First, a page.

Melatonin for endometriosis-associated painJul 4, 2023
Study evaluates the analgesic effects of melatonin in women with endometriosis
- Melatonin with its anti-inflammatory, analgesic, and anti-estrogenic properties, has shown promise as a potential adjunct treatment in previous studies for endometriosis-associated pain.
- Finding effective treatments for endometriosis-associated pain is crucial to improving the quality of life for women with the condition.
What’s done here
- A randomized, double-blinded, placebo-controlled trial was conducted to investigate the analgesic effect of 20 mg melatonin taken orally at bedtime for two menstrual cycles.
- The trial involved 40 participants, with half receiving melatonin and the other half receiving a placebo.
- No significant differences were observed in primary or secondary outcomes between the treatment groups.
- A superior analgesic effect of melatonin compared to placebo was not demonstrated.
- Sensitivity analysis stratified by hormonal treatment did not show any differences between the groups.
- No significant differences in the number of days with endometriosis-associated pain or analgesic use between the groups were seen.
Strengths and limitations:
- The study had strengths such as adherence to CONSORT guidelines, low dropout rates, and daily assessments to minimize bias.
- Limitations included a relatively homogenous study population, potential misclassification bias in diagnosis, and underestimation of the standard deviation.
Treatment options for endometriosis-associated pain include analgesics, hormonal therapy, and surgery. However, these treatments may be ineffective for some women, leading to a search for alternative approaches. Melatonin, a hormone involved in regulating sleep-wake cycles, possesses anti-inflammatory, analgesic, and anti-estrogenic properties, making it a promising candidate for managing EAPP. Previous studies have demonstrated that melatonin can impair the cellular invasion, migration, and proliferation of endometriotic tissue.
Söderman et al. from Stockholm, Sweden conducted a randomized, double-blinded, parallel placebo-controlled trial on women with endometriosis aiming to investigate the potential use of melatonin as a treatment option for endometriosis-associated pain. The study was published in the June 2023 issue of the journal PLOS ONE.
A total of 40 women with diagnosed endometriosis and severe dysmenorrhea were enrolled with 16 participants in the placebo group and 18 participants in the melatonin group completing the study. Participants were randomly assigned to receive either 20 mg of melatonin or placebo daily for two consecutive menstrual cycles. The primary measured outcome was endometriosis-associated pain, and secondary outcomes included analgesic use, dysuria, dyschezia, dyspareunia, days of pain, absenteeism, quality of life, pain catastrophization, and sleep. Daily assessments were recorded using questionnaires, and data were collected and managed using electronic tools.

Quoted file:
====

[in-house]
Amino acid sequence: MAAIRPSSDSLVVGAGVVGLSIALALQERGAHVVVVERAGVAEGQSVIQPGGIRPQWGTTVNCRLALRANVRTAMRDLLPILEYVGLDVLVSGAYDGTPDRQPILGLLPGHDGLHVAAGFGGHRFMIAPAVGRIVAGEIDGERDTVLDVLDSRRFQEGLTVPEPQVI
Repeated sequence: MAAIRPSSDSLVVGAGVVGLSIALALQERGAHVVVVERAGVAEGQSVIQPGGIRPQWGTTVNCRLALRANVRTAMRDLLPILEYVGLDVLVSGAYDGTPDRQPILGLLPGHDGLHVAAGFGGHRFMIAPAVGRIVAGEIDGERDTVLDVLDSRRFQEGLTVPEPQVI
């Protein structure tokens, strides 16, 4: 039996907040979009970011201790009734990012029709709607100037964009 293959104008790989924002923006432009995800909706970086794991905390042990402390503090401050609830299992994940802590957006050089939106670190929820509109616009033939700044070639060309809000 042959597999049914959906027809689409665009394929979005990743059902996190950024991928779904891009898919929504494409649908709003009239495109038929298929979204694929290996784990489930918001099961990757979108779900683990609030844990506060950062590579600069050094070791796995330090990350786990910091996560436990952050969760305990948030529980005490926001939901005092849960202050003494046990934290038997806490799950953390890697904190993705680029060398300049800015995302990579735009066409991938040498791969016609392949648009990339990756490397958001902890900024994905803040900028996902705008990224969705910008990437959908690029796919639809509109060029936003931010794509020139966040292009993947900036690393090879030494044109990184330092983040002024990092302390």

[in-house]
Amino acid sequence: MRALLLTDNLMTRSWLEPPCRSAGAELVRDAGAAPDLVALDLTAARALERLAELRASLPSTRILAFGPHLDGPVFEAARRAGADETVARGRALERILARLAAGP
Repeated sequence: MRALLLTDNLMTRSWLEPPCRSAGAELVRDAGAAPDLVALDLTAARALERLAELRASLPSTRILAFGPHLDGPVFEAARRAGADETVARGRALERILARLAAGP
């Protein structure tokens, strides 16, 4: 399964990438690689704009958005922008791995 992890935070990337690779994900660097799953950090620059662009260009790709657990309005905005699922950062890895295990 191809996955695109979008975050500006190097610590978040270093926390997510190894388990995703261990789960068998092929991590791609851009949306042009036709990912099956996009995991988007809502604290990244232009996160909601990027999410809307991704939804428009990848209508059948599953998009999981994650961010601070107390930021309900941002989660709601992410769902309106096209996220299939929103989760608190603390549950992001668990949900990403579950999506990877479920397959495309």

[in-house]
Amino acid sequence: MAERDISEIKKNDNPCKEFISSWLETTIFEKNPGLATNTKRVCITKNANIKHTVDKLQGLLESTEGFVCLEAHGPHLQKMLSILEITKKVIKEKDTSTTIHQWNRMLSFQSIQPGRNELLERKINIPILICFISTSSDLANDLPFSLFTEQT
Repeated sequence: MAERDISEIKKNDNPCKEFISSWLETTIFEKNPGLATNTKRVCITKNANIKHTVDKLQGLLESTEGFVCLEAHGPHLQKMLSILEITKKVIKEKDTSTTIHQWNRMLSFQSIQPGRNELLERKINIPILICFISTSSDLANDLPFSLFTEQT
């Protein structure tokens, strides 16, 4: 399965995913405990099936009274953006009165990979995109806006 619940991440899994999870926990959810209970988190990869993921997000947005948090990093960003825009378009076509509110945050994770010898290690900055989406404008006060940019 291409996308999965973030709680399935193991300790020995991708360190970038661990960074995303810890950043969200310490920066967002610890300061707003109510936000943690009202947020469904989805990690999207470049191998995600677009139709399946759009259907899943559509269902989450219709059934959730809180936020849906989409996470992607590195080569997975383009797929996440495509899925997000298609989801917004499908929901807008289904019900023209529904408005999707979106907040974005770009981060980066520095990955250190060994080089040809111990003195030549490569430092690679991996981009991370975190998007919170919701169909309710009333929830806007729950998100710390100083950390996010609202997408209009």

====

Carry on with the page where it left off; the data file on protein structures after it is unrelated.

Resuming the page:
The main characteristics of the study population were similar between the groups. No significant differences were observed in primary or secondary outcomes between the treatment groups. The authors state that the analgesic effects of melatonin may be dose-dependent and involve the opioid system which may explain why previous research with a lower dosage of melatonin (10 mg) showed promising results in reducing pain in women with endometriosis. Also, they added that the discrepancy in findings could be attributed to the different pain levels in the study populations, with the current study having lower overall pain scores. It is possible that the analgesic effect of melatonin is more noticeable in higher pain ranges. There were no significant differences in the number of days with endometriosis-associated pain or analgesic use between the groups.
Further research with larger and more diverse study populations is warranted to explore the potential benefits of melatonin in managing endometriosis-associated pain. Additionally, investigating alternative dosages or modes of administration, as well as measuring melatonin levels in plasma, could provide valuable insights into optimizing melatonin as a treatment option for endometriosis.
Research Source: https://pubmed.ncbi.nlm.nih.gov/37267394/
endometriosis melatonin pain